Didgeridoo

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The didgeridoo (also known as a didjeridu or didge) is a wind instrument developed by Indigenous Australians of northern Australia at least 1,500 years ago and is still in widespread usage today both in Australia and around the world. It is sometimes described as a natural wooden trumpet or "drone pipe". Musicologists classify it as a brass aerophone.[1]

There are no reliable sources stating the didgeridoo's exact age. Archaeological studies of rock art in Northern Australia suggest that the Aboriginal people of the Kakadu region of the Northern Territory have been using the didgeridoo for at least 1,500 years, based on the dating of paintings on cave walls and shelters from this period. A clear rock painting in Ginga Wardelirrhmeng, on the northern edge of the Arnhem Land plateau, from the freshwater period[2] shows a didgeridoo player and two songmen participating in an Ubarr Ceremony.[3]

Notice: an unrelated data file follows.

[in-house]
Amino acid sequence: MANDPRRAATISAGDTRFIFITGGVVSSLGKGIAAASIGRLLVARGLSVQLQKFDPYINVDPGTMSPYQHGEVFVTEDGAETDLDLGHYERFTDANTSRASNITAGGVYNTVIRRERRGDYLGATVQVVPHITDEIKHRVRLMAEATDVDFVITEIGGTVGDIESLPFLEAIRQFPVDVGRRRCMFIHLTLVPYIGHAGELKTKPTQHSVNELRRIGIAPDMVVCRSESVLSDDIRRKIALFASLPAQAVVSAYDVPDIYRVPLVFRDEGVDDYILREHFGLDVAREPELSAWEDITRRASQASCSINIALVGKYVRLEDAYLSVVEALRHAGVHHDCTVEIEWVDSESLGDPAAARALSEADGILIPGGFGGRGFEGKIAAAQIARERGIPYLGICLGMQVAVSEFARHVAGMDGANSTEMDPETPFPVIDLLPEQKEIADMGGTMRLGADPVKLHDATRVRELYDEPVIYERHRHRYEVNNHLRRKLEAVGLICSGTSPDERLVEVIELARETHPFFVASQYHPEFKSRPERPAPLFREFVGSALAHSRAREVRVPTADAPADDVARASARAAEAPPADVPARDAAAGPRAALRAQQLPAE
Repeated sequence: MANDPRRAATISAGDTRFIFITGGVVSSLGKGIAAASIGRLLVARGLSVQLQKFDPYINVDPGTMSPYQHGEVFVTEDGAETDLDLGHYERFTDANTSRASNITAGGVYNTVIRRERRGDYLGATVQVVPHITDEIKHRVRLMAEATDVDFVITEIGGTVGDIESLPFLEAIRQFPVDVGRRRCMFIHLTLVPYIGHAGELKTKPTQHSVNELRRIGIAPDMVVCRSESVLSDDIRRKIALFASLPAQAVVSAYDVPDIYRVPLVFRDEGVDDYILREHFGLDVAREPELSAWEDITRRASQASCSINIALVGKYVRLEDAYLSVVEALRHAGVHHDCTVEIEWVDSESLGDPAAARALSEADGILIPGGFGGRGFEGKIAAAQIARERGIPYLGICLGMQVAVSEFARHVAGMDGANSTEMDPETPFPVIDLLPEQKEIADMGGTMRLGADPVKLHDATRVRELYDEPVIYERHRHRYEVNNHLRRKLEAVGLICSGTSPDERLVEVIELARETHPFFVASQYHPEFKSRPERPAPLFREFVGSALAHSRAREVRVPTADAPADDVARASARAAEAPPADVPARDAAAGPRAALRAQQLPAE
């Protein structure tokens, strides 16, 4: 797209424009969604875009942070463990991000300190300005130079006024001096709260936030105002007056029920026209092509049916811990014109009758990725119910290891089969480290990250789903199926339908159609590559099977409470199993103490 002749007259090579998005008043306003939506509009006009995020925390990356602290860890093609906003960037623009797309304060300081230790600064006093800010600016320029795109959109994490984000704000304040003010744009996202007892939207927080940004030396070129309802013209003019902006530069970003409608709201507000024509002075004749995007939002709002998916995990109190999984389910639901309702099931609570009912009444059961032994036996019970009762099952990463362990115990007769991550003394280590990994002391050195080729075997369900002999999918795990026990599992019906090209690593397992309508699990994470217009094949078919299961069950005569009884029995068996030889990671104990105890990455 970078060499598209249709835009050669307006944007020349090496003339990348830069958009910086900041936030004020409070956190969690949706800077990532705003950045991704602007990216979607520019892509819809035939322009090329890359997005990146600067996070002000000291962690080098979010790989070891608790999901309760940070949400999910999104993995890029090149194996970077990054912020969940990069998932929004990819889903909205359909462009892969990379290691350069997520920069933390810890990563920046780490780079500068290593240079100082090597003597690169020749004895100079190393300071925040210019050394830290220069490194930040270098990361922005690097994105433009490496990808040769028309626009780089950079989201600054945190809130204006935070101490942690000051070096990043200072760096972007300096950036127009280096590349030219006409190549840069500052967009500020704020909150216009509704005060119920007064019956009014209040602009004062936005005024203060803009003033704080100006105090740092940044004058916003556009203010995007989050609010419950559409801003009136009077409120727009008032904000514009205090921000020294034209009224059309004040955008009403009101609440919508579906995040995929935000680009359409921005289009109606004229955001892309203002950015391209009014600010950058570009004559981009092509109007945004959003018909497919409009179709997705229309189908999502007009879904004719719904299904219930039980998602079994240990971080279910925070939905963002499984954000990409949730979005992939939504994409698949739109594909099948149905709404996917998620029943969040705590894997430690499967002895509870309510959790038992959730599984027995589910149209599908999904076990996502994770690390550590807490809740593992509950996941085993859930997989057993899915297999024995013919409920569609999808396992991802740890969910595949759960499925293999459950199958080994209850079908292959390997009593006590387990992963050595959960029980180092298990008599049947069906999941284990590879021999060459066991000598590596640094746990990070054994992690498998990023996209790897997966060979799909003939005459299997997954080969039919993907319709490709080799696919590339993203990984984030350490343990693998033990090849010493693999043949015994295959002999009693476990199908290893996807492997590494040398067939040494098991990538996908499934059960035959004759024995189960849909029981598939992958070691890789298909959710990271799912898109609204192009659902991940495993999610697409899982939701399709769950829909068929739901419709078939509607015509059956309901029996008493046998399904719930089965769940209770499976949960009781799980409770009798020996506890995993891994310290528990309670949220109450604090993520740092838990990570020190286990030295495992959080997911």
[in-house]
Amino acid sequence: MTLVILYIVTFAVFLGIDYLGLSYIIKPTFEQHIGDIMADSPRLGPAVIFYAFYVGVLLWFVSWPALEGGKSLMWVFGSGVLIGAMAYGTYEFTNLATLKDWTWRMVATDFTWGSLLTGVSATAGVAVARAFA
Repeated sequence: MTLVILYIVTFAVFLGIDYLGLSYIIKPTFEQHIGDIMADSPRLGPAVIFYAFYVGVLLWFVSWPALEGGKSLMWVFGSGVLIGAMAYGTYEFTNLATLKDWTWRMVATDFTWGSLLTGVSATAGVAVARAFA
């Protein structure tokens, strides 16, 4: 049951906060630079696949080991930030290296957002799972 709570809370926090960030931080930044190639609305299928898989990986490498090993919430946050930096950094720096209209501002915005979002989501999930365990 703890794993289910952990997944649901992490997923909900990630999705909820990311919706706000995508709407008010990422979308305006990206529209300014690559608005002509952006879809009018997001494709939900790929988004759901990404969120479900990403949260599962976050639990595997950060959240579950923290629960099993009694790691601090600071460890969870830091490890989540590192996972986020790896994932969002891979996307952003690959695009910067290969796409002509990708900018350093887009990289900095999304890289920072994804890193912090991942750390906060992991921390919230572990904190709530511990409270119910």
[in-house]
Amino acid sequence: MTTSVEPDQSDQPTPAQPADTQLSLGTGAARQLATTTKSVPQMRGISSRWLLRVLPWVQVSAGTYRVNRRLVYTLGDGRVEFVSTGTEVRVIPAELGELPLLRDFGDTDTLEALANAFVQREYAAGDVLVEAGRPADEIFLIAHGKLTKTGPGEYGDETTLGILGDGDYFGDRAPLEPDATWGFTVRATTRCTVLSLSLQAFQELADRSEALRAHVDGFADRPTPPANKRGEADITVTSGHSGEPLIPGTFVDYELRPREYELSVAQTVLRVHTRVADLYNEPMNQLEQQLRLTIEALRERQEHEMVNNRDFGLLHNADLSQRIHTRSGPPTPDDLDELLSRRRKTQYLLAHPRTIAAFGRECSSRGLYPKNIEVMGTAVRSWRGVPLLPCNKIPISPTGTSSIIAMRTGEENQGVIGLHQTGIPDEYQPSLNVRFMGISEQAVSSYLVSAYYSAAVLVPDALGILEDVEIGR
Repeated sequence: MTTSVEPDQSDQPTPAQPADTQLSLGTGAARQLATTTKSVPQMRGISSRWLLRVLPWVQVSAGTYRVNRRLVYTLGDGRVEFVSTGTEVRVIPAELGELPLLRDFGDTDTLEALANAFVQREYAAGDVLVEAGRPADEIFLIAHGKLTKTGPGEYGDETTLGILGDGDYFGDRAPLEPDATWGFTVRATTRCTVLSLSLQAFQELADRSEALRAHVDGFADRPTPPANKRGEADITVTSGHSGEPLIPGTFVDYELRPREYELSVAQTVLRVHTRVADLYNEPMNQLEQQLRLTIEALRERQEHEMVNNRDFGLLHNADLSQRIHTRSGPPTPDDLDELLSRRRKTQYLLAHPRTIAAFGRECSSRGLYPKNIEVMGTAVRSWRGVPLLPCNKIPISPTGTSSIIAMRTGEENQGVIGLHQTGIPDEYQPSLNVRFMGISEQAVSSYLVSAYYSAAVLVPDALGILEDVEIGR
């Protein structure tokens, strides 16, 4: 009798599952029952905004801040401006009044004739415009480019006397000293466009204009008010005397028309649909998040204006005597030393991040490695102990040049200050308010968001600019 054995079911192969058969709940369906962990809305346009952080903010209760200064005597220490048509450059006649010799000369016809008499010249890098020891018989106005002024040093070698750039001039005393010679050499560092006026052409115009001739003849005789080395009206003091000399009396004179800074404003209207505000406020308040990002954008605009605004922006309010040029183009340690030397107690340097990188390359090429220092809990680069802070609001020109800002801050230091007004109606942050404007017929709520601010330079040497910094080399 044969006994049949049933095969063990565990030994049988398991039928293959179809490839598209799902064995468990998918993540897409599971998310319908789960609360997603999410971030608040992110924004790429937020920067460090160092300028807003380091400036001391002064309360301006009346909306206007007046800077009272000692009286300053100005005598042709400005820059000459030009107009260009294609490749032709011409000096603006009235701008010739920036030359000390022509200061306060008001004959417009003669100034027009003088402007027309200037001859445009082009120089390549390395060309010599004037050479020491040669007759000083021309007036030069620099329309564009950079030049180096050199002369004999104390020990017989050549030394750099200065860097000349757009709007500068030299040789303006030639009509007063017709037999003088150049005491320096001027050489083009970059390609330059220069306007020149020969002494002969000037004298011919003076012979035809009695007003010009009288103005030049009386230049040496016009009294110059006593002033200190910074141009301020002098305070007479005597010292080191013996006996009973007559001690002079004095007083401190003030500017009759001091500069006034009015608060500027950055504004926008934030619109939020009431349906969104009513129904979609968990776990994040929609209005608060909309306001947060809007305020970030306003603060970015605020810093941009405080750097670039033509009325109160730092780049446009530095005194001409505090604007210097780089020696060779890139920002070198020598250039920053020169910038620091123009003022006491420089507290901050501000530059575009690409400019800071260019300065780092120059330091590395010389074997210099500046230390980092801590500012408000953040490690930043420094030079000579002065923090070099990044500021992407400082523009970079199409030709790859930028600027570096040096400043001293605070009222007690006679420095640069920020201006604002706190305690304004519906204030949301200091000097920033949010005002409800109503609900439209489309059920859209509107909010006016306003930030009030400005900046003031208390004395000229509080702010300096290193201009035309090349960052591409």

A modern didgeridoo is usually cylindrical or conical, and can measure anywhere from 1 to 3 m (3 to 10 ft) long. Most are around 1.2 m (4 ft) long. The length is directly related to the 1/2 sound wavelength of the keynote. Generally, the longer the instrument, the lower the pitch or key of the instrument.

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Etymology

"Didgeridoo" is considered to be an onomatopoetic word of Western invention. It has also been suggested that it may be derived from the Irish words dúdaire or dúidire, meaning variously 'trumpeter; constant smoker, puffer; long-necked person, eavesdropper; hummer, crooner' and dubh, meaning "black" (or dúth, meaning "native").[4] However, this theory is not widely accepted.

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